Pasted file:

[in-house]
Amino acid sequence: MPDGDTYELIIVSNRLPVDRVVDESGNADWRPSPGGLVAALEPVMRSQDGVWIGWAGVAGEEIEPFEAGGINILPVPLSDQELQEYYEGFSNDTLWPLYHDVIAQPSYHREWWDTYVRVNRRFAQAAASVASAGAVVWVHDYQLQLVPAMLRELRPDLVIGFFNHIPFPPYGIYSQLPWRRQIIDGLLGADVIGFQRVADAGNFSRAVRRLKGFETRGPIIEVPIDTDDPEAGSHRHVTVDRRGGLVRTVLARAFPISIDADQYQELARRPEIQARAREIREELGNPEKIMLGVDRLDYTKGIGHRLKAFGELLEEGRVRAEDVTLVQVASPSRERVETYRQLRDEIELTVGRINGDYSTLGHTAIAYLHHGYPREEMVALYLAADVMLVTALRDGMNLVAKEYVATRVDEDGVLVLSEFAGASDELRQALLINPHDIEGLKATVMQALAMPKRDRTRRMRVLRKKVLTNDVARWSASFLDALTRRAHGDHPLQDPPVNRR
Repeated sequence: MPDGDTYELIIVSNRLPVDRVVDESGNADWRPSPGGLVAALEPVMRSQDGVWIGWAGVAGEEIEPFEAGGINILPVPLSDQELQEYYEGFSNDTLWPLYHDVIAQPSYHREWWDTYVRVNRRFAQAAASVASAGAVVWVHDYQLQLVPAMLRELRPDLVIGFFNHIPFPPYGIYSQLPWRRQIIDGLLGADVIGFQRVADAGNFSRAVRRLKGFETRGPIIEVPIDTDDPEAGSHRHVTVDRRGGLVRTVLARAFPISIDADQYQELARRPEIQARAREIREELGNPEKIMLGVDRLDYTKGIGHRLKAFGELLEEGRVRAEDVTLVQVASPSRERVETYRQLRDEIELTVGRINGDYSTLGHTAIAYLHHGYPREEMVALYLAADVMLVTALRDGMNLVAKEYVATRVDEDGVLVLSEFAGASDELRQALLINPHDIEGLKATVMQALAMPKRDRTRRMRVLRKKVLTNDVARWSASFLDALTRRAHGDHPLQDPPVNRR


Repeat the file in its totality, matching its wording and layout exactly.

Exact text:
[in-house]
Amino acid sequence: MPDGDTYELIIVSNRLPVDRVVDESGNADWRPSPGGLVAALEPVMRSQDGVWIGWAGVAGEEIEPFEAGGINILPVPLSDQELQEYYEGFSNDTLWPLYHDVIAQPSYHREWWDTYVRVNRRFAQAAASVASAGAVVWVHDYQLQLVPAMLRELRPDLVIGFFNHIPFPPYGIYSQLPWRRQIIDGLLGADVIGFQRVADAGNFSRAVRRLKGFETRGPIIEVPIDTDDPEAGSHRHVTVDRRGGLVRTVLARAFPISIDADQYQELARRPEIQARAREIREELGNPEKIMLGVDRLDYTKGIGHRLKAFGELLEEGRVRAEDVTLVQVASPSRERVETYRQLRDEIELTVGRINGDYSTLGHTAIAYLHHGYPREEMVALYLAADVMLVTALRDGMNLVAKEYVATRVDEDGVLVLSEFAGASDELRQALLINPHDIEGLKATVMQALAMPKRDRTRRMRVLRKKVLTNDVARWSASFLDALTRRAHGDHPLQDPPVNRR
Repeated sequence: MPDGDTYELIIVSNRLPVDRVVDESGNADWRPSPGGLVAALEPVMRSQDGVWIGWAGVAGEEIEPFEAGGINILPVPLSDQELQEYYEGFSNDTLWPLYHDVIAQPSYHREWWDTYVRVNRRFAQAAASVASAGAVVWVHDYQLQLVPAMLRELRPDLVIGFFNHIPFPPYGIYSQLPWRRQIIDGLLGADVIGFQRVADAGNFSRAVRRLKGFETRGPIIEVPIDTDDPEAGSHRHVTVDRRGGLVRTVLARAFPISIDADQYQELARRPEIQARAREIREELGNPEKIMLGVDRLDYTKGIGHRLKAFGELLEEGRVRAEDVTLVQVASPSRERVETYRQLRDEIELTVGRINGDYSTLGHTAIAYLHHGYPREEMVALYLAADVMLVTALRDGMNLVAKEYVATRVDEDGVLVLSEFAGASDELRQALLINPHDIEGLKATVMQALAMPKRDRTRRMRVLRKKVLTNDVARWSASFLDALTRRAHGDHPLQDPPVNRR